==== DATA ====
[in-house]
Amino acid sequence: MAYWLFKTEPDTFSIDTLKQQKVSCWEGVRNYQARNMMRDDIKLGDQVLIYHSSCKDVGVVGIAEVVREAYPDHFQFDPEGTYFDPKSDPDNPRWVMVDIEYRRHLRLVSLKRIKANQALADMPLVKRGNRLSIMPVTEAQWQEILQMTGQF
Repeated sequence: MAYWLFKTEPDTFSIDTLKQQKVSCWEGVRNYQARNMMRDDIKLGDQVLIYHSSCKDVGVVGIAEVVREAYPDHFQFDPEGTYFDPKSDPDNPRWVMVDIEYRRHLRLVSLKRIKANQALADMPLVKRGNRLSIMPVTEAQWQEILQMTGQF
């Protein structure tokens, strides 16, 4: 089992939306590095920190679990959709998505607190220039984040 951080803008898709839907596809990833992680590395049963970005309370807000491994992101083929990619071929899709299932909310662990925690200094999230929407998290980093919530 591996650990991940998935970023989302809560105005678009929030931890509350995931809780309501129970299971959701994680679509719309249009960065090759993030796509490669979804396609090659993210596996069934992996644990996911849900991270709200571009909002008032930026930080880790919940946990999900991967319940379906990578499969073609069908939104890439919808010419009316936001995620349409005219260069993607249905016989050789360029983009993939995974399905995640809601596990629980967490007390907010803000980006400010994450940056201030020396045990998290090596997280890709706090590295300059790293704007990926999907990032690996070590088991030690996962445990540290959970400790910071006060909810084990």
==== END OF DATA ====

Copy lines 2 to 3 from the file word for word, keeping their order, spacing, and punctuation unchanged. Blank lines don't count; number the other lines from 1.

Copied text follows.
Amino acid sequence: MAYWLFKTEPDTFSIDTLKQQKVSCWEGVRNYQARNMMRDDIKLGDQVLIYHSSCKDVGVVGIAEVVREAYPDHFQFDPEGTYFDPKSDPDNPRWVMVDIEYRRHLRLVSLKRIKANQALADMPLVKRGNRLSIMPVTEAQWQEILQMTGQF
Repeated sequence: MAYWLFKTEPDTFSIDTLKQQKVSCWEGVRNYQARNMMRDDIKLGDQVLIYHSSCKDVGVVGIAEVVREAYPDHFQFDPEGTYFDPKSDPDNPRWVMVDIEYRRHLRLVSLKRIKANQALADMPLVKRGNRLSIMPVTEAQWQEILQMTGQF